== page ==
Shares in Pozen were on a slippery slope after US regulators failed to grant its migraine drug Pozen peadiatric exlusivity, leaving the drug open to generic competition.

The drugmaker said it has been informed by US partner GlaxoSmithKline that the Food and Drug Administration has not accepted its submission of clinical study data to support the use of Treximet (sumatriptan succinate/naproxen sodium) in a pediatric population.

The decision means that the drug's regulatory exclusivity will expire on April 15 this year, paving the way for cheaper copycat drugs to enter the market.

Treximet is protected by three patents in the US patents, two of which expire in August 2017 and the other October 2025. These have been challenged by four generic makers who filed Abbreviated New Drug Applications with the FDA to sell their own versions of the drug. 

Pozen has filed a suit against Par Pharmaceuticals, Alphapharm and Dr Reddy’s Laboratories as well as Teva Pharmaceuticals USA, having reached a settlement with the latter. A ruling in its case against the others - which was heard in October 2010 - is still pending, the firm said. If a decision is not reached before April 15 then Par, which has 180 days of exclusivity for its generic product, could proceed with a launch.

There is, however, still a chance for GSK to obtain paediatric exclusivity - and an extra six months' protection for the drug - as the FDA has agreed to accept a resubmission of the data once additional information is available. If this happens and Par has already rolled out its version, then the firm could be forced to withdraw its generic from the market and pay damages.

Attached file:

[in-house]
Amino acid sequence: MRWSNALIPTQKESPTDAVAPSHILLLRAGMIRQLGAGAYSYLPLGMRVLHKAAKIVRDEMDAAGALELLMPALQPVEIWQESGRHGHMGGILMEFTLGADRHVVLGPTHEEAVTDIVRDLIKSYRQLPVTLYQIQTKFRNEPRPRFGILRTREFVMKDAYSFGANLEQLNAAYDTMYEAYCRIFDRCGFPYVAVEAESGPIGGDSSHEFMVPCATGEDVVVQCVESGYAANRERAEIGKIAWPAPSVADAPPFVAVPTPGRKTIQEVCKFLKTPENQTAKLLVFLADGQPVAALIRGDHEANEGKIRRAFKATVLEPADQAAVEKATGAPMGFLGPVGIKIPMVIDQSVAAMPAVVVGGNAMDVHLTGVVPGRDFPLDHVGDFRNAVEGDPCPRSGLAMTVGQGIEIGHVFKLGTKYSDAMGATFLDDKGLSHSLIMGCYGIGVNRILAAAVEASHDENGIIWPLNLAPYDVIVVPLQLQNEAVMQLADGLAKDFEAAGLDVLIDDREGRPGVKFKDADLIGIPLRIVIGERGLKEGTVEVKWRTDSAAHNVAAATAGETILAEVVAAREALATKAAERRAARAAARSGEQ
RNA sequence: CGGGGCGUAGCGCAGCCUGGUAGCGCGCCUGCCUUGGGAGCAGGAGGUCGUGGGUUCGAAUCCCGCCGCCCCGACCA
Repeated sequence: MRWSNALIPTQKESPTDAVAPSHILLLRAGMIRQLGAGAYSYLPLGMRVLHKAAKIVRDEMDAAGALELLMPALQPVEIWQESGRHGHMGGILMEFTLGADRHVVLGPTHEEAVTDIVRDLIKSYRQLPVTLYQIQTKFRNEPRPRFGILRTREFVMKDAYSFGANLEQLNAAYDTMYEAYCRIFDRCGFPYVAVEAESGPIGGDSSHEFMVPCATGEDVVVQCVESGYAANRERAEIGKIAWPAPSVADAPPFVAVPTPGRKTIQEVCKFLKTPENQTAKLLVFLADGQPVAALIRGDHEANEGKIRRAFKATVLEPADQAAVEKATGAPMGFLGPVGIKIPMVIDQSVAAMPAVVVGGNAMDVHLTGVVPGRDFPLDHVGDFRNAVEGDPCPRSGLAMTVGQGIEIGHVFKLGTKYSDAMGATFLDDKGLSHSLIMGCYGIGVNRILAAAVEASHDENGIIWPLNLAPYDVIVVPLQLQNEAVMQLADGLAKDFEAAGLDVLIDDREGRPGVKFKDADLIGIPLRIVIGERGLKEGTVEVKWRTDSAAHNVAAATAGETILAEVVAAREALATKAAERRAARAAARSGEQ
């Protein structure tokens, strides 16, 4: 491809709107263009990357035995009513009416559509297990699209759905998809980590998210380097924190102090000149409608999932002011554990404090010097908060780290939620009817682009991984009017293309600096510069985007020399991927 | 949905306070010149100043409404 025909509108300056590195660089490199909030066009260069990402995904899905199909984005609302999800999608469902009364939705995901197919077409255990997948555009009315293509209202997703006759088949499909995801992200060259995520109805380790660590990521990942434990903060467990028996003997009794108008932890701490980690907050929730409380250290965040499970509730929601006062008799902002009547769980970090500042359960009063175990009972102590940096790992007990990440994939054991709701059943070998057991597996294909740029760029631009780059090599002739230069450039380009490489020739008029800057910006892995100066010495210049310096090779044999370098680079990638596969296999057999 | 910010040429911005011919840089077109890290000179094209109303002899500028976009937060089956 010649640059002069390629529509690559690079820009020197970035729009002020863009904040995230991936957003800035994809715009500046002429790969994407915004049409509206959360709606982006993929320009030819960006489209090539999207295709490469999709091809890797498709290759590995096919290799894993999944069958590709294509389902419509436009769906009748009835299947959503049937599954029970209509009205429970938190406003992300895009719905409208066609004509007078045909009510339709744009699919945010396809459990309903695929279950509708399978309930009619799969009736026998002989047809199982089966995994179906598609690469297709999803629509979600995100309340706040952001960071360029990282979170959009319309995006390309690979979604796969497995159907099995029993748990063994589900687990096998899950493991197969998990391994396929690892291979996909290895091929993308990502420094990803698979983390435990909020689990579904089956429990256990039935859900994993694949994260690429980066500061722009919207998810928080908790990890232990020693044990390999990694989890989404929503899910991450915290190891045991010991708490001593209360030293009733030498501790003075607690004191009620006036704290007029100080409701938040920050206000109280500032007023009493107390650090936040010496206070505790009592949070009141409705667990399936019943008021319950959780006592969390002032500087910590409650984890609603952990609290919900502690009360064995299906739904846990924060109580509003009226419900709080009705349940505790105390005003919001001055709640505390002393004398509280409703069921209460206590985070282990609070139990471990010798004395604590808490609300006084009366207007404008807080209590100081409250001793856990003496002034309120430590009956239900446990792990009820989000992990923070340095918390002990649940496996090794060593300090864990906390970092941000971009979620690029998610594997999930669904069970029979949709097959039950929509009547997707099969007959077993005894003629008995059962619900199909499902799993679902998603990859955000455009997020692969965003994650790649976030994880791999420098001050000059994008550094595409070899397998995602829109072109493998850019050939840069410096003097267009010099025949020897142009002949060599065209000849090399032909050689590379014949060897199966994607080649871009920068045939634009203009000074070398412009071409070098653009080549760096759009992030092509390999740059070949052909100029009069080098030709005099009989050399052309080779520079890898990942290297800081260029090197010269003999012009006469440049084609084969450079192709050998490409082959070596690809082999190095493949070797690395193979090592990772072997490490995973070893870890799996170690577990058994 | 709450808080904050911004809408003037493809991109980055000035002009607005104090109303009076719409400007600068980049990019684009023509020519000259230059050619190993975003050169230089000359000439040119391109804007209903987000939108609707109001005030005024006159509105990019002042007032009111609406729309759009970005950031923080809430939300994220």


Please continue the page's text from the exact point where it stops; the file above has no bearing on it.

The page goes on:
NICE OKs Votrient

Elsewhere for GSK, news was much more positive, as the cost watchdog for the NHS in England and Wales has agreed to fund its kidney cancer drug Votrient (pazopanib).

The National Institute for Health and Clinical Excellence has recommended that Votrient be considered as a first-line treatment option for patients with advanced renal cell carcinoma who have not previously received cytokine therapy, ruling that the drug represents value for money when taking into account a patient access scheme proposed by GSK. 

The access scheme offers a straight discount at the point of invoice, but also makes provision for a possible partial rebate to the NHS in the future, depending on the outcome of an ongoing head-to-head trial (COMPARZ) pitting the drug against Pfizer's Sutent (sunitinib), the current standard-of-care and only other targeted therapy currently available for the condition.

GSK said it is confident that the trial will demonstrate the clinical value of Votrient, and so has proposed a risk-sharing type scheme so that patients can get quicker access to its innovative cancer medicines.